Rechargeable hearing aids are designed so that you’ll need to stress less about running low on batteries, but the technology may also make you a little anxious when you rely on your devices to hear. Do rechargeable hearing aids work, and do they work as well as advertised?
Those questions are understandable, as is the accompanying stress. A hearing aid can be a vital element of one’s everyday life, as necessary for a quick trip to the grocery store as they are for the enjoyment of a television show or movie. When a piece of technology impacts so many aspects of your life, it’s important that it functions correctly and dependably.
What Type of Battery do I Have?
Most modern-day hearing aids are equipped with rechargeable batteries by default, so it’s likely if you bought your hearing aids recently, it has one of two types of batteries. Silver-zinc batteries, which can normally be distinguished by a battery door on the device, are rechargeable, but every now and then they need to be replaced. A Lithium-ion battery, however, will last throughout the life-cycle of the hearing device and, because of that, those devices will not have that distinguishing battery door.
Rechargeable Hearing Aids Need Special Care
For the most part, rechargeable hearing aids do work, and they work well. The dependability of these devices has increased significantly in the last several years, as battery technologies have advanced. In order to improve reliability, however, there are a few maintenance measures users can take as they would with any other electronic equipment.
- Be Careful of Wires: Either the charging station or the hearing aid itself will contain some type of wire element on most hearing aids. Most hearing aid users are advised to be aware of these wires; do not pull or hold your device by these wires as this will damage the connections that allow your hearing aid to charge.
- Keep Your Hearing Aids Dry and Clean: No matter how often you use or do not use your hearing aids, they have plenty of occasion to accumulate moisture, debris, and dust. Your hearing aid might not completely charge if it is subjected to any of these three things. That’s why it’s crucial to keep your hearing aids dry and clean especially when connecting your hearing aid to its charging station.
- The Charging Station is Where Your Hearing Aids Should be Kept: If your hearing aids have rechargeable batteries, you can extend your device’s battery life by ensuring that you regularly store your hearing aids on their charging station. Charging a battery that is not totally drained does not shorten the long term life of your battery. Actually, you can actually enhance the life of the battery by making certain your hearing aids are charging while not in use. A convenient reminder, for many people, to charge their device when not used, is to put the charging station on a table near their bed.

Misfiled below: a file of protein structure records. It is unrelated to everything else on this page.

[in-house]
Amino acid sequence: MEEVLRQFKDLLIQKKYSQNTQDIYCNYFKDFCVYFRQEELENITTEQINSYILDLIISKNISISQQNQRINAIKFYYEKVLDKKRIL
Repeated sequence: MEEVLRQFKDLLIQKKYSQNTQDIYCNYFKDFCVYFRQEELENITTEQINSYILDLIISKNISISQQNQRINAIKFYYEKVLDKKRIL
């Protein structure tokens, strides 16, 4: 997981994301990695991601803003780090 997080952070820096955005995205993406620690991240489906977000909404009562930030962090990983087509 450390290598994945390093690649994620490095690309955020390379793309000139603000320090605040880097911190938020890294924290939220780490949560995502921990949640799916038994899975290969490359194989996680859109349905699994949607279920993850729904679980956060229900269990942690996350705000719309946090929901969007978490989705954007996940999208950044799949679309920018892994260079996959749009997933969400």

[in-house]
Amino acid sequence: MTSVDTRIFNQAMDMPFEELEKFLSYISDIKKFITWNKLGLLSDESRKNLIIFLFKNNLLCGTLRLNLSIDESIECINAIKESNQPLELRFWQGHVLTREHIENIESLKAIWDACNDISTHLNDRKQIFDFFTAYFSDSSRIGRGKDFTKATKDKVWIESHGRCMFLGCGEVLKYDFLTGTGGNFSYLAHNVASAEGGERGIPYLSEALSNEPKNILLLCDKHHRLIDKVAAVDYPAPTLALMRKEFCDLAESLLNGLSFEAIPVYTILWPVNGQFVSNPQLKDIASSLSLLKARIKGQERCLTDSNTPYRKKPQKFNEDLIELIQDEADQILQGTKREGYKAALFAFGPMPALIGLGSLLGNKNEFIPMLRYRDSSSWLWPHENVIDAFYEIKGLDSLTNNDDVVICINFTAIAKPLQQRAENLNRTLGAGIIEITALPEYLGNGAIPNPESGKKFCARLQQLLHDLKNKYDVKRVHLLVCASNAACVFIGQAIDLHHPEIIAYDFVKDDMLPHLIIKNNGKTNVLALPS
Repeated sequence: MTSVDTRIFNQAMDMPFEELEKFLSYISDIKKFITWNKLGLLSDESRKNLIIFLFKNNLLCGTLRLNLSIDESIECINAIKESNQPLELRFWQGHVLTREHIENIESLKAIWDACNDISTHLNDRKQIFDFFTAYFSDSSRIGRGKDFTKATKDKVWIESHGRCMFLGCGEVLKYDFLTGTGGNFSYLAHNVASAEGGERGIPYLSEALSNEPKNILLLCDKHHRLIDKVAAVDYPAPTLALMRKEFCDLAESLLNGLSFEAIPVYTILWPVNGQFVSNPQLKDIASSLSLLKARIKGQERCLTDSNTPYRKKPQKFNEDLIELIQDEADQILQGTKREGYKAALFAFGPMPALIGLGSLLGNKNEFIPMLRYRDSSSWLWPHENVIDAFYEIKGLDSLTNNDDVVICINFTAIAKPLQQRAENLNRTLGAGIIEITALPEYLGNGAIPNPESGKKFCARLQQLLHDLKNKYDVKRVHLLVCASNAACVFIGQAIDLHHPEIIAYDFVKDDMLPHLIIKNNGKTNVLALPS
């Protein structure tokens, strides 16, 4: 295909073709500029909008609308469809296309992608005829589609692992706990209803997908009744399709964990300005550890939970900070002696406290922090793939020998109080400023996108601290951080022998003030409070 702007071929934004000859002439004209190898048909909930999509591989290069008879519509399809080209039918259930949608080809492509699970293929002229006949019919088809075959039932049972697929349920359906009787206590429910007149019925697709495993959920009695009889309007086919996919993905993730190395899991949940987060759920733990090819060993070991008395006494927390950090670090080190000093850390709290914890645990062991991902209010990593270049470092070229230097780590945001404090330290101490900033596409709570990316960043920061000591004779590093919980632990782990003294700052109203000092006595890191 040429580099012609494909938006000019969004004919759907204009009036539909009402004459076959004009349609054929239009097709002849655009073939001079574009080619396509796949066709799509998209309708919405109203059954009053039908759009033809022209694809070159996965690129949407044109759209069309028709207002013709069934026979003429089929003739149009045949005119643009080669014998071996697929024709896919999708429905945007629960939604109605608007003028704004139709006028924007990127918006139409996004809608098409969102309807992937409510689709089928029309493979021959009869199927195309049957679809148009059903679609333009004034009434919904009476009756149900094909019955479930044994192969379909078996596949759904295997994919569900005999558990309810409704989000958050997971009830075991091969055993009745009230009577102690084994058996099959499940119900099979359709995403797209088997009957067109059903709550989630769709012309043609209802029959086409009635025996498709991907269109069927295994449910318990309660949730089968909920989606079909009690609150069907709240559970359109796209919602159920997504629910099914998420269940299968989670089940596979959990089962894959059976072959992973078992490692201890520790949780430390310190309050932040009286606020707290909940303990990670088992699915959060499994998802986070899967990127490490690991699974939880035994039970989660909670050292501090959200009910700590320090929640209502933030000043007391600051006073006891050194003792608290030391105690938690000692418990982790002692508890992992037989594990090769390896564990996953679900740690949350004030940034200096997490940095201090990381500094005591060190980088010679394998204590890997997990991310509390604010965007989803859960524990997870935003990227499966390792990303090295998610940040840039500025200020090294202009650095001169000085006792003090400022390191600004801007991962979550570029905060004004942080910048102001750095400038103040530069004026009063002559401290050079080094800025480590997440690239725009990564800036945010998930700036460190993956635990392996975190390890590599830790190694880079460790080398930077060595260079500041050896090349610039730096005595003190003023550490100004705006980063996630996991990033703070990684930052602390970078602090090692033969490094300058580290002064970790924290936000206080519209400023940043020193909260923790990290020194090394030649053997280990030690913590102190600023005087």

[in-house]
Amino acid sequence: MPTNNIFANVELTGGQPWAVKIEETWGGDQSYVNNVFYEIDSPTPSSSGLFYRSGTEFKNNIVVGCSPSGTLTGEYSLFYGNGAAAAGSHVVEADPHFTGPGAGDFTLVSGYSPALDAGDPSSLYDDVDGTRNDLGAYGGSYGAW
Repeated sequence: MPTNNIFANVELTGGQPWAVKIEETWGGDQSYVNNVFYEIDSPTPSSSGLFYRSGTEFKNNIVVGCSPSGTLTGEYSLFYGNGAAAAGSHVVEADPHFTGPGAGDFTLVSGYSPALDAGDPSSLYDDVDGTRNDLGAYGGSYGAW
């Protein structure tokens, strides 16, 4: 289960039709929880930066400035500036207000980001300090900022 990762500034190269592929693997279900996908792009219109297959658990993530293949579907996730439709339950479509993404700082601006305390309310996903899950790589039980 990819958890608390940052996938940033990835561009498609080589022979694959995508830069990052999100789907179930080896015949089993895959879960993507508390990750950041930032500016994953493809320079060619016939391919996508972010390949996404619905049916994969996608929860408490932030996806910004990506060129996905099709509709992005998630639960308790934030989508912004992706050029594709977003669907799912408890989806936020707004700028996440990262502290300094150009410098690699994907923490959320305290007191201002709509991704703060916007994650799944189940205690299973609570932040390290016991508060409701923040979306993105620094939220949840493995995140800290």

How to Change a Rechargeable Battery
If you have lithium-ion batteries, they should last as long as your device does. Because of this, you should not have to worry about changing those batteries. Simply keep recharging your hearing aids as long as necessary.
However, you will want to occasionally replace the batteries if you have a hearing aid that utilizes silver-zinc batteries. Switching batteries in the right way can help increase the lifespan of your hearing aids. Because of this, hearing professionals suggest the following:
- Don’t eliminate any packaging or plastic tabs until you’re ready to use batteries.
- Ensure that your battery compartment is clean and free of moisture.
- Let the batteries sit out at room temperature for at least five minutes before removing any tabs that might be attached.
- Before changing batteries, be sure you wash your hands.
- Make certain you have a dry, room temperature spot to store your batteries.
Non-Use For Long Periods
Leaving your hearing aids on the charger over long periods of time is no longer the way to store your hearing aids. Simply unplug your hearing aid and store it in a dry cool spot if, for instance, you know you won’t be using them for several weeks or a month.
If your hearing aids utilize silver-zinc batteries, you might also consider leaving the battery door open in order to stop moisture from corroding your batteries.
Keep it Charged Every Day
All your general needs should be met if you charge your hearing aids once per day. A lithium-ion battery, for example, will typically require only 3-4 hours to charge enough battery power for a 24 hour period.
Do rechargeable hearing aids work? Not only do they work, but rechargeable hearing aids will probably become much more common and reliable as the technology continues to improve. Schedule an appointment with your local hearing aid retailer to see all the different models